The term “cat’s paw” derives from one of Aesop’s Fables about a monkey and a cat from the 17th century. In the fable the monkey tricks a cat into stealing chestnuts from a fire causing the cat’s paws to burn. While the cat’s paws are burning the monkey runs away with the chestnuts. Courts have used this fable as a metaphor to describe situations where a non-decision- making employee with discriminatory motives, or the monkey, influences the actual decision maker, or the cat, to take adverse employment action against an employee.
In a decision issued on August 13, 2015, the Seventh Circuit cited the cat’s paw theory holding that a former laboratory employee of Polaris Laboratories, LLC (Polaris) presented sufficient evidence to preserve her racial discrimination and retaliation claims against Polaris.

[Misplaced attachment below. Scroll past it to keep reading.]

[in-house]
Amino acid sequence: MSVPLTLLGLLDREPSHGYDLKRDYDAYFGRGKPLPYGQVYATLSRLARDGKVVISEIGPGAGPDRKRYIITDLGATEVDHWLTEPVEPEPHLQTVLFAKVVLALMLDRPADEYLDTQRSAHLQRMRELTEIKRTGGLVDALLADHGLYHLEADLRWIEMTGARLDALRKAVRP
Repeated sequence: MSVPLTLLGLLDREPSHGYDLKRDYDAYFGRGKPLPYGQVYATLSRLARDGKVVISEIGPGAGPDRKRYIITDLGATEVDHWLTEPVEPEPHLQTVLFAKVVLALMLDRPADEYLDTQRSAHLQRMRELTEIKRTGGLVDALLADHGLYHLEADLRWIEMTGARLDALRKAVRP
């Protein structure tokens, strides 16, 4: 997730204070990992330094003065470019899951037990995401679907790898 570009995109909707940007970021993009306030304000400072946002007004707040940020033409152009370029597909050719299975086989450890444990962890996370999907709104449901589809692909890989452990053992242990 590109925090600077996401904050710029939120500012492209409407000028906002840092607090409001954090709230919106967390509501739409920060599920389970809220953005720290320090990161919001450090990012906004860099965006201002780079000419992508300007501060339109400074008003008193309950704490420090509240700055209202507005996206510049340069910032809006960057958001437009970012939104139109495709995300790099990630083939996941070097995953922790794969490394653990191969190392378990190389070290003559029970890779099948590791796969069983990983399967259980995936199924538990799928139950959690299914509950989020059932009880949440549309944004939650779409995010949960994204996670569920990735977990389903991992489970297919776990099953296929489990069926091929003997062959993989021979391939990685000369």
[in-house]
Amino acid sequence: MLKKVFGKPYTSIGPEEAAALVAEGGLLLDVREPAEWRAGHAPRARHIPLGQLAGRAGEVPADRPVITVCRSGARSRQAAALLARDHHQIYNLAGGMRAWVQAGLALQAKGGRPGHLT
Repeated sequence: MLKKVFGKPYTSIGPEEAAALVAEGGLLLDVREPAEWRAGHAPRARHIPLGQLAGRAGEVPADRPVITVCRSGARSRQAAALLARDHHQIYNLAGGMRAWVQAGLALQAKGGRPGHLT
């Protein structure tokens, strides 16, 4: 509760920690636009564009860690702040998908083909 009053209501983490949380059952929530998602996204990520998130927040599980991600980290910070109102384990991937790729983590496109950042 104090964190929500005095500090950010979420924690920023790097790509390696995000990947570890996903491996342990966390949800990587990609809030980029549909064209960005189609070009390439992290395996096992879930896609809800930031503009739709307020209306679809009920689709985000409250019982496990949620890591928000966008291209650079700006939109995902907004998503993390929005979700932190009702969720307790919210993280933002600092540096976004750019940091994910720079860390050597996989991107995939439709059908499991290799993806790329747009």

The Department of Labor proposes significant change to overtime rules
The U.S. Department of Labor (DOL) recently published a proposed rule to revise the regulations issued under the Fair Labor Standards Act (FLSA) that would change the way employers implement the exemption from minimum wage and overtime pay for executive, administrative, professional and other exempt employees.
Employees' rights to extra pay: The Illinois Wage Payment Collection Act's regulations on bonus and vacation pay
When separated employees seek the final compensation their former employers owe them under Illinois’ Wage Payment and Collection Act (IWPCA), questions may arise regarding how bonus and vacation pay are accounted for. Under the IWPCA, an employer is required to pay its former employees final compensation, which includes any wages, salaries, earned bonuses and commissions, the monetary equivalents to unused earned vacation time, and “any other compensation owed the employee by the employer pursuant to an employment contract or agreement between the two parties.”
To the extent that the information contained in this newsletter concerns federal or state tax issues, such information was not written or intended to be used, and cannot be used, for (1) avoiding federal or state tax penalties or (2) promoting, marketing or recommending to another party any transaction or matter addressed herein.